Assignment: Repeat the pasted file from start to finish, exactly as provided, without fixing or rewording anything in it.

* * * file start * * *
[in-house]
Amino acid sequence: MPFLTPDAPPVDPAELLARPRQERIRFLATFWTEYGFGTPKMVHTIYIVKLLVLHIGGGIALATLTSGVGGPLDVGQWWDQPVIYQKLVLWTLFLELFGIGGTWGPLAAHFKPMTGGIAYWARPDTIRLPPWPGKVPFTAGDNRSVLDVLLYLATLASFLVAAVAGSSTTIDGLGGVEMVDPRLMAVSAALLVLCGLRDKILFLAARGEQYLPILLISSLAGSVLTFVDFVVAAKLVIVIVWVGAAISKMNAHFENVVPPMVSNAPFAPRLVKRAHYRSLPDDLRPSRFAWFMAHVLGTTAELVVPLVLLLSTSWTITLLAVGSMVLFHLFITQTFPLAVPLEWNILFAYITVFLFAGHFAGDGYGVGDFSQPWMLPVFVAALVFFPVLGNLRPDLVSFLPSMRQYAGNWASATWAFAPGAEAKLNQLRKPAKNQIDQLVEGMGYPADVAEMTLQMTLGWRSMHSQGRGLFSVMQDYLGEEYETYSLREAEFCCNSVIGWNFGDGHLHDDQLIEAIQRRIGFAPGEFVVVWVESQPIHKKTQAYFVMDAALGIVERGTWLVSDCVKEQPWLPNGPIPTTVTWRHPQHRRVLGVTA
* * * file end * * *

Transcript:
[in-house]
Amino acid sequence: MPFLTPDAPPVDPAELLARPRQERIRFLATFWTEYGFGTPKMVHTIYIVKLLVLHIGGGIALATLTSGVGGPLDVGQWWDQPVIYQKLVLWTLFLELFGIGGTWGPLAAHFKPMTGGIAYWARPDTIRLPPWPGKVPFTAGDNRSVLDVLLYLATLASFLVAAVAGSSTTIDGLGGVEMVDPRLMAVSAALLVLCGLRDKILFLAARGEQYLPILLISSLAGSVLTFVDFVVAAKLVIVIVWVGAAISKMNAHFENVVPPMVSNAPFAPRLVKRAHYRSLPDDLRPSRFAWFMAHVLGTTAELVVPLVLLLSTSWTITLLAVGSMVLFHLFITQTFPLAVPLEWNILFAYITVFLFAGHFAGDGYGVGDFSQPWMLPVFVAALVFFPVLGNLRPDLVSFLPSMRQYAGNWASATWAFAPGAEAKLNQLRKPAKNQIDQLVEGMGYPADVAEMTLQMTLGWRSMHSQGRGLFSVMQDYLGEEYETYSLREAEFCCNSVIGWNFGDGHLHDDQLIEAIQRRIGFAPGEFVVVWVESQPIHKKTQAYFVMDAALGIVERGTWLVSDCVKEQPWLPNGPIPTTVTWRHPQHRRVLGVTA